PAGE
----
Well, in a perfect world, certainly. Though things are far more convoluted.
What is KYC and how does it impact decentralization?
We often see decentralized cryptocurrency exchanges as risky. Anonymity is wonderful, but it also attracts a lot of malevolent parties. You never know who’s on the other end of the screen – it may be a real individual, but it could also be a fraudster.
The second issue, which is quite obvious from the preceding example, is that you never truly know who is behind the decentralized trading platform. If the owners remain anonymous, there will be no one to hold them accountable if, for example, they withdraw all the liquidity and run away with user monies. It would not be the first time such a controversy occurred.
In terms of its criticism, it’s fairly self-explanatory. KYC verification identifies the user, which leads to a direct clash with the underlying principle of cryptocurrency. However, the crypto industry is at a place where we can no longer disregard the problems of decentralization.
KYC adds security, dependability, and responsibility. While it may not be ideal for any crypto aficionados who want the underlying theory behind the concept to remain true, with harsher laws on the horizon, there is no way to prevent it.
Another major issue in people’s skepticism about KYC-enabled crypto exchanges is the fact that there have been cases of user information leaking because the exchanges in question have less-than-ideal security procedures in place. Again, it boils down to a lack of industry regulation – some exchange platforms take shortcuts for customer data privacy and security, which hackers may exploit.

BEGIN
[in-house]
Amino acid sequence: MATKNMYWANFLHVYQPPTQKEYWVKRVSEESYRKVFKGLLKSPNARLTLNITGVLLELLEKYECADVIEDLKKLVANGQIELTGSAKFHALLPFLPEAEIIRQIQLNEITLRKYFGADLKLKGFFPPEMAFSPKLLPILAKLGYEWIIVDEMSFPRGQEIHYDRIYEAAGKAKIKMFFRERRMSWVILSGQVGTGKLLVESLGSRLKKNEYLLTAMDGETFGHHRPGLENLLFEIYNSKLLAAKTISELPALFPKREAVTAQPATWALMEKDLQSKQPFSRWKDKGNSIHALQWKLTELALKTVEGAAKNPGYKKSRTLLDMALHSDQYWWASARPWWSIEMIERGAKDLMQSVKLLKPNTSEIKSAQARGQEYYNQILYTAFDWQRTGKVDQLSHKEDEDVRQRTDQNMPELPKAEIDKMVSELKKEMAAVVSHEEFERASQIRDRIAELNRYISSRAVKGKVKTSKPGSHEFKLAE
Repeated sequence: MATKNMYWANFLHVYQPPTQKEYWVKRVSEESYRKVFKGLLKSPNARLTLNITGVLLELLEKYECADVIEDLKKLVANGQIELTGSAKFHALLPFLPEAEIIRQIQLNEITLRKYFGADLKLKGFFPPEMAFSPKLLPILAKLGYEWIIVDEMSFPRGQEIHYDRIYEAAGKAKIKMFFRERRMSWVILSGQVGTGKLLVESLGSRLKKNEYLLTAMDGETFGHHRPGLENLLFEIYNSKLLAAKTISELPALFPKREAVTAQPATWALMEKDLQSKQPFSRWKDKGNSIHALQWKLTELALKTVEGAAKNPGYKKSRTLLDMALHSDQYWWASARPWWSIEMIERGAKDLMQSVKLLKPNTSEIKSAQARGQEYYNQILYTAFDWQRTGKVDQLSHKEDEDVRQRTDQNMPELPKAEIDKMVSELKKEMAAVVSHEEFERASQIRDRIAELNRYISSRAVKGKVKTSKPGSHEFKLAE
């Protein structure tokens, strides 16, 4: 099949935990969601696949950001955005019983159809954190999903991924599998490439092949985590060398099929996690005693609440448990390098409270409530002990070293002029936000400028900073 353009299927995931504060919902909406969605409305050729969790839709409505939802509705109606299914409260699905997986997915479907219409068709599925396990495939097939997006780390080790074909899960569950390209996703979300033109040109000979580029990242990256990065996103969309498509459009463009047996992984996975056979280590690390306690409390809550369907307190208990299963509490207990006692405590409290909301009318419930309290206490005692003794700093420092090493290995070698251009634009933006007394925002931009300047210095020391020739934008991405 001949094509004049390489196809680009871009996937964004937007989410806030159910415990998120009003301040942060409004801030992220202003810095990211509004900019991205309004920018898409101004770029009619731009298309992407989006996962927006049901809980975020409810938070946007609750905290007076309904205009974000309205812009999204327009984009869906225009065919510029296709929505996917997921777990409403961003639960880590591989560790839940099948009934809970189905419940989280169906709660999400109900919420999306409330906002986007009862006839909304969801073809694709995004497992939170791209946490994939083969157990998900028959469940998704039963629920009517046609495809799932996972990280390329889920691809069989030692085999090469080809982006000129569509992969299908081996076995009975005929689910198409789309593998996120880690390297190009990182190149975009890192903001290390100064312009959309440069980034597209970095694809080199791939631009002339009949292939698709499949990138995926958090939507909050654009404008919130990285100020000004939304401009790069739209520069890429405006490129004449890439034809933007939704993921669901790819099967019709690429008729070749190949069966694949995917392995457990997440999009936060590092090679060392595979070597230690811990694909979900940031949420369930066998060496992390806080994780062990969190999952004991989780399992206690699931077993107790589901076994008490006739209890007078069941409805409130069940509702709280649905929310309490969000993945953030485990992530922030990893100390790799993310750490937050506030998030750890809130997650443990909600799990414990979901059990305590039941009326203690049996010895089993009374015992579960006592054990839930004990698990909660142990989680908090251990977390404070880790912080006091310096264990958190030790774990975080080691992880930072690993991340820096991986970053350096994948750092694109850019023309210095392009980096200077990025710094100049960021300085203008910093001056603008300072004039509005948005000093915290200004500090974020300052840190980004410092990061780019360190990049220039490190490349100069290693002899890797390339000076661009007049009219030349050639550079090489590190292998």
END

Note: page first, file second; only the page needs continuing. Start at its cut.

To avoid this, you should always use a reputable exchange platform for all of your crypto tradings. Binance, the world’s largest cryptocurrency exchange, is an excellent example. Binance only employs the finest data security procedures and has no history of being hacked, breached, or user data being leaked to unscrupulous third parties.
If you wish to do anything even linked to cryptocurrency, you must first grasp what is KYC and what function it plays in the crypto sector. While it’s not an easy or “pleasant” topic to dive into, it’s honestly required – if you grasp the KYC meaning, you’ll also understand the sector a lot better!
As you may have guessed, KYC is a contentious issue. Considerably in the fiat world, it is contentious, and when viewed through the lens of decentralization, it becomes even more complicated. The result, however, remains the same: it helps the crypto community stay secure, while also helping to keep fraudsters and con artists at bay.